"Van Nierop's study, however, is the first comprehensive examination of De Hooghe's life. It is a substantial history that is also eminently readable ... for a life as complex and contradictory as that of Romeyn de Hooghe, one could find no better guide than Van Nierop, a major scholar in the field of seventeenth-century Dutch studies for over thirty years." - Merdith Hale, Early Modern Low Countries, June 2019
"There can be no doubt that the comprehensive study Van Nierop has now produced will establish itself as the standard modern account of De Hooghe ... The reader can only marvel at Van Nierop’s achievement in this remarkable book." - Christopher Brown, The Burlington Magazine June 2019
Spin-doctoring and self-promotion: making the most of yourself in the Dutch Golden Age
"The above is an abridged title. A fuller, though still incomplete, title, which should make it clear how impossible it is to do justice to this formidable book in a review, would read: Printmaking, allegory, satire, the cartoon; history, learning, legal scholarship, antiquarianism, journalism, heraldry; politics, patronage, sycophancy; artistry, technical innovation; spin-doctoring, propoganda, fake news; pamphleteering, publishing, entrepreneurship; careerism, self-fashioning, self-promotion, social climbing; depravity, lechery, incest, pimping, pornography; libertinism, blasphemy, heresy, atheism, spinozism; corruption, skulduggery,fraud, double-dealing, embezzlement, mendacity; scandal, libel, intrigue, treason, spying and just plain finagling in the Dutch Golden Age ... Anyone interested in any of the characteristics embodied by Romeyn de Hooghe will find a lot to enjoy and learn from in this book." - Gary Schwartz, read the full review on Amazon.
"I must admit that while I expected to be impressed, knowing the earlier work of this author, the text surpassed my expectations: it is a truly outstanding and in every way excellent contribution to the history of the Golden Age. Romeyn de Hooghe was the foremost engraver of the later Dutch Golden Age, a highly influential figure in the spread of engraving and etching in Europe as far as Russia, immensely productive and also a major figure in the Dutch and international political propaganda and pamphlet wars of the era. Despite his obvious importance, previous efforts had never got beyond brief and in some cases misleading sketches because of the great complexity of the subject matter and because much of this in part murky story remained buried in little studied notarial and unpublished juridical manuscript sources. It needed a lot of painstaking research, patience and a thorough knowledge of many aspects of Dutch history in the Golden Age to be able to succeed in this venture. The author has succeeded in achieving what no one has succeeded in in doing previously - setting out a clear, detailed and convincing, well-supported account of the sometimes seemingly baffling shifts and swerves in De Hooghe's career, fortunes, reputation and political stance." - Jonathan Israel, professor emeritus, Institute for Advanced Study, Princeton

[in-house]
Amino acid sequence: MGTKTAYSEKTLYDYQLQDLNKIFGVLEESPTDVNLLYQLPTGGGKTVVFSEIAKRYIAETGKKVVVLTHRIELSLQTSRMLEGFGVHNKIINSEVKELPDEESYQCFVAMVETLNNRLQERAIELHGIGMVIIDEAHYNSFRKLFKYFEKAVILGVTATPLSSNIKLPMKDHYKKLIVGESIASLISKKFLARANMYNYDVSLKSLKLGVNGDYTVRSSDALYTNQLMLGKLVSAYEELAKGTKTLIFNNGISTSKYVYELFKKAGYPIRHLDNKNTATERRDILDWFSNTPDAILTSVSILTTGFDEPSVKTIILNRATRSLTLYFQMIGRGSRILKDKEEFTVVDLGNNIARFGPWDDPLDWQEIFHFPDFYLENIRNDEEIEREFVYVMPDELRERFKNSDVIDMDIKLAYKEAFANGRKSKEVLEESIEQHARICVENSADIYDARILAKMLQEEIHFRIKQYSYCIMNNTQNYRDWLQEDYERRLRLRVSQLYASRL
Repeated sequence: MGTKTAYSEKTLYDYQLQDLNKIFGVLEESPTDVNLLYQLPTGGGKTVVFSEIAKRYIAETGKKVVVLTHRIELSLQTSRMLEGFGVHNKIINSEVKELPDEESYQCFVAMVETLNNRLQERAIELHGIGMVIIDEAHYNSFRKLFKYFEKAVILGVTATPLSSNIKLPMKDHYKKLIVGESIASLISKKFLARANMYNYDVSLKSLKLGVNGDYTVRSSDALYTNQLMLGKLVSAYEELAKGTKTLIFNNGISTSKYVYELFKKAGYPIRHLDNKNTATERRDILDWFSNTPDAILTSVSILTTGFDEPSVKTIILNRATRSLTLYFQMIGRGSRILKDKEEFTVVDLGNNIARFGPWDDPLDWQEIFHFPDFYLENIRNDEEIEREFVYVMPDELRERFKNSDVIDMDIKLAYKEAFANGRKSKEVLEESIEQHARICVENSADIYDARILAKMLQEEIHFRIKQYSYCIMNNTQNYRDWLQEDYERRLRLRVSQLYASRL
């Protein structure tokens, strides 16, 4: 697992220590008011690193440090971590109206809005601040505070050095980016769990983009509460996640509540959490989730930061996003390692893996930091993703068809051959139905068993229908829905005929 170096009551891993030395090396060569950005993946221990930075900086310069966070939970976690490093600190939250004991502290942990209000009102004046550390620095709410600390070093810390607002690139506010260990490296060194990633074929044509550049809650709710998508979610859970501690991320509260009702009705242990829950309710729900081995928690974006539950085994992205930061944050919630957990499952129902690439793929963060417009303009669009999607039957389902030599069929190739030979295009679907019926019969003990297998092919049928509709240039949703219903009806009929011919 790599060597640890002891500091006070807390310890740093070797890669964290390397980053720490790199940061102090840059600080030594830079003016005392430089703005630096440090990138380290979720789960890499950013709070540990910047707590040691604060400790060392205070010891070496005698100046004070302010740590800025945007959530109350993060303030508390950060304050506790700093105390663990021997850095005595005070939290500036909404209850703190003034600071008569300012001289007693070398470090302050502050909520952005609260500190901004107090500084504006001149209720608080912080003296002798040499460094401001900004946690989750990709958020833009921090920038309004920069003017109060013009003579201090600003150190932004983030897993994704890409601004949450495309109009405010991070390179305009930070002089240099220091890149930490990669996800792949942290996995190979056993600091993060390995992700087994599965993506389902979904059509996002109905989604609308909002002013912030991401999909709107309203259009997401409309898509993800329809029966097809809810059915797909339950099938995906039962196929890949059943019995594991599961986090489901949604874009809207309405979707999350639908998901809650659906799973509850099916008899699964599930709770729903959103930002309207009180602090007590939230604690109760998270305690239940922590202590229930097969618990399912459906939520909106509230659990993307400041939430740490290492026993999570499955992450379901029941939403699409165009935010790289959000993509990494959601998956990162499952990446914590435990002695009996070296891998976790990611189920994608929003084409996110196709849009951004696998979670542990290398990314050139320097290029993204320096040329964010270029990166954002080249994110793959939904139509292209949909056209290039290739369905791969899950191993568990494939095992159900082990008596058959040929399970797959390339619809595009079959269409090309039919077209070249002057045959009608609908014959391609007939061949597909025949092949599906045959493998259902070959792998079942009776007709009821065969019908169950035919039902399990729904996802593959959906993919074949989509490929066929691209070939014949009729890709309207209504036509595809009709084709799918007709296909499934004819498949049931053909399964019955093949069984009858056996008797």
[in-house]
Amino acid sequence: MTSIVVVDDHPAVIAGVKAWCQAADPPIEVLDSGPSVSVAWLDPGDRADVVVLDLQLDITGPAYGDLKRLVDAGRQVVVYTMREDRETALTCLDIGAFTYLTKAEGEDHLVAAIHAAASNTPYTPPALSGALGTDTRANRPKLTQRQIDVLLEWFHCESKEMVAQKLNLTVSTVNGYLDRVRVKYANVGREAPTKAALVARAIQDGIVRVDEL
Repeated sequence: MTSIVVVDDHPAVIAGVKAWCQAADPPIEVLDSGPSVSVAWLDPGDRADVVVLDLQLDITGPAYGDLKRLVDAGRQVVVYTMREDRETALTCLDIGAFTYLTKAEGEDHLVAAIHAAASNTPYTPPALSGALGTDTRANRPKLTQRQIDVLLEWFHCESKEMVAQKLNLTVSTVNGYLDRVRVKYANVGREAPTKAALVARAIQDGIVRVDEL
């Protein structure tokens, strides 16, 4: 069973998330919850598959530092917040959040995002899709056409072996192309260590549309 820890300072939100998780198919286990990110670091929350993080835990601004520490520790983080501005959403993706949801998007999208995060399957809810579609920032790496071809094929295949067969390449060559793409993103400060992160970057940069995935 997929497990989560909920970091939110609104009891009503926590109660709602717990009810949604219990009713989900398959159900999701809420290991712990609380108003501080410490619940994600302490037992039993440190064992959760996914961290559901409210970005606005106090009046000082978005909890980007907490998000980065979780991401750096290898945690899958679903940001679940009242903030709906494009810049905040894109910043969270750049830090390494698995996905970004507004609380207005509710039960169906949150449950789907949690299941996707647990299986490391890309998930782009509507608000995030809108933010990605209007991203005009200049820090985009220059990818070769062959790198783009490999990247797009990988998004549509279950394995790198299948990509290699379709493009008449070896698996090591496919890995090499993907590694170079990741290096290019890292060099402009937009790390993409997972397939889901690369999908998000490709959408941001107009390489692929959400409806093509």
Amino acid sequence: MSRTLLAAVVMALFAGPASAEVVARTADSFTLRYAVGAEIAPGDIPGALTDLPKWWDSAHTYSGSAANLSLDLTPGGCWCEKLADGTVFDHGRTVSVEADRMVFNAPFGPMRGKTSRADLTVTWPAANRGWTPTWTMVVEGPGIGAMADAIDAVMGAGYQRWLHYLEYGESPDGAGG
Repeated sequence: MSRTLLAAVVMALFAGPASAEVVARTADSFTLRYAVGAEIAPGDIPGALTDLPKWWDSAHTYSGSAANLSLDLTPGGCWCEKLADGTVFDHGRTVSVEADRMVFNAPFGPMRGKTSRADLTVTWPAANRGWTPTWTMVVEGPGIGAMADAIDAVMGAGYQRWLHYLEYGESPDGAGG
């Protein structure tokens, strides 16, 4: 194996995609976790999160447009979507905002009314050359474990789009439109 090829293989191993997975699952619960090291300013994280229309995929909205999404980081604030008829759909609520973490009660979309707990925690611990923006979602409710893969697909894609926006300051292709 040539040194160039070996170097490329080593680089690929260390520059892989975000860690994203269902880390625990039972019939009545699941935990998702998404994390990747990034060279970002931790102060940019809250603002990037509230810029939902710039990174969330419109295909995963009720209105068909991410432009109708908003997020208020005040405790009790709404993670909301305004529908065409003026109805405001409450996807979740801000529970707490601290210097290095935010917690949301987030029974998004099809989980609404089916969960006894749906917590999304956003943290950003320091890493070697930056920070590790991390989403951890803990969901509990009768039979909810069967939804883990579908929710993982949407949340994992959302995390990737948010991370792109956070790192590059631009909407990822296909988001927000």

"This book offers a fascinating portrait of the etcher, pamphleteer, pornographer, provocateur, freethinker, spy, author, entrepreneur, husband and father, Romeyn de Hooghe. The account of how he became embroiled in controversy and intrigue throughout his life yields an invaluable perspective of the cultural and political history of the Dutch Golden Age. The book is also remarkably relevant in this age of international political machinations, propaganda, and the distortion and concealment of information by spin doctors and the media." - Huigen Leeflang, Rijksmuseum Amsterdam
Romeyn de Hooghe was the most inventive and prolific etcher of the later Dutch Golden Age. The producer of wide-ranging book illustrations, newsprints, allegories, and satire, he is best known as the chief propaganda artist working for stadtholder and king William III. This study, the first book-length biography of de Hooghe, narrates how his reputation became badly tarnished when he was accused of pornography, fraud, larceny, and atheism. Traditionally regarded as a godless rogue, and more recently as an exponent of the Radical Enlightenment, de Hooghe emerges in this study as a successful entrepreneur, a social climber, and an Orangist spin doctor. A study in seventeenth-century political culture and patronage, focusing on spin and slander, this book explores how artists, politicians, and hacks employed literature and the visual arts in political discourse, and tried to capture their readership with satire, mockery, fun, and laughter.
Henk van Nierop is Professor Emeritus of Early Modern History at the University of Amsterdam. He has widely published on the Dutch Revolt and the Dutch Golden Age. He is the author of The Nobility of Holland: From Knights to Regents, 1500-1650 (1993) and Treason in the Northern Quarter: War, Terror, and the Rule of Law in the Dutch Revolt (2009).